Blue Boy’s “Remember Me” originally appeared on house DJ Mark Farina’s remix album Mushroom Jazz Volume One. The radio edit was remixed by DJ Sure Is Pure and released on the Pharm sub-label imprint.
“Remember Me” reached number 8 on the UK singles chart and number 2 on the American dance chart. It also reached the top ten in Denmark, Finland, Iceland, Ireland, Norway, Scotland, Spain, Sweden and Switzerland, as well as number 13 on the Eurochart Hot 100. In 2012, Australian music channel Max ranked “Remember Me” number 557 in their list of the 1000 Greatest Songs of All Time.
Billboard’s Larry Flick described “Remember Me” as a “wickedly catchy dance anthem”. He also noted that:
… while the groove is appropriately aggressive and street-credible, the song is iced with accessible keyboards, and a loopy hook takes up permanent residence in the brain upon impact.”Larry Flick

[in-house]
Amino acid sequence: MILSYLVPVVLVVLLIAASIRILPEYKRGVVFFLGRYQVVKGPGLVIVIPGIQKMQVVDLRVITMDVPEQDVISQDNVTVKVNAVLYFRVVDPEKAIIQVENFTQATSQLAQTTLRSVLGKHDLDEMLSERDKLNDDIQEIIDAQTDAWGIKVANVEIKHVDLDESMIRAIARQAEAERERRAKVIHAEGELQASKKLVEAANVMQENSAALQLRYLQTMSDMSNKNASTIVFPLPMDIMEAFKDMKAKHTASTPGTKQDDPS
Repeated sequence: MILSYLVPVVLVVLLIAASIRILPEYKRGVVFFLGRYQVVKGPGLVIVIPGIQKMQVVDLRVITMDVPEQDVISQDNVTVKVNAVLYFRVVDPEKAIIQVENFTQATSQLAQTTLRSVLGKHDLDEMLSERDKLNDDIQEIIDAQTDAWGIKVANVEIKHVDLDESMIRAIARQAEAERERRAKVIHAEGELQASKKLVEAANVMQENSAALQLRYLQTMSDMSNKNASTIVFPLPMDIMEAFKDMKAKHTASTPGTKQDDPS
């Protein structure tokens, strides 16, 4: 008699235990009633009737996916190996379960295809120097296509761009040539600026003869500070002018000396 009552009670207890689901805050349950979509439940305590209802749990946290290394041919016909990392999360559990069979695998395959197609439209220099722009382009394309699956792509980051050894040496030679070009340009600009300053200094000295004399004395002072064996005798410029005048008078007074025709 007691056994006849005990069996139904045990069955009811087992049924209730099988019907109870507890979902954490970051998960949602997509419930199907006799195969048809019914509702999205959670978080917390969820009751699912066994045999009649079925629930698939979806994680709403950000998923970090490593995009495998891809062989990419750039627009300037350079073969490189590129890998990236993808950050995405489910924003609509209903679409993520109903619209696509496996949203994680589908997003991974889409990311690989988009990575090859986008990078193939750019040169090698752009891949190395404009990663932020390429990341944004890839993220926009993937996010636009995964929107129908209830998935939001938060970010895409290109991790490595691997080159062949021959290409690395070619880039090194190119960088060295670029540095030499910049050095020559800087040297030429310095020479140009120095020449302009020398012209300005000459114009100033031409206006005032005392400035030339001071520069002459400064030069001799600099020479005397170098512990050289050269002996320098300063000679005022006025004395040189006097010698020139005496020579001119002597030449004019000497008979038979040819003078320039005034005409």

Shaw’s Response to Remember Me
Shaw’s reaction to Blue Boy’s version of her song was on the whole positive.
When it first happened, and the Mushroom Jazz people contacted me from San Francisco, I was kind of excited about it. But then, once I actually HEARD it, my first reaction was ‘Oh my goodness! How in the world can I possibly stand onstage and sing those same notes, and those same lyrics, over and over again?’! You know, ‘I’m the one who had your babies – ha-ha-ha-ha’! I mean, it’s different when it’s being recorded and you’re just pushing the button! But then, once I got used to the idea, I became excited all over again! And actually several other people have sampled the song since, though with them it’s been the onstage version I did on the (1973-released) Live At Montreux album that seems to have got more attention – I guess because it was more spontaneous. Which, as I say, is something that HAPPENS in my live performances! And I particularly liked the St Germain version, which had more of a jazz flavour to it.”Marlena Shaw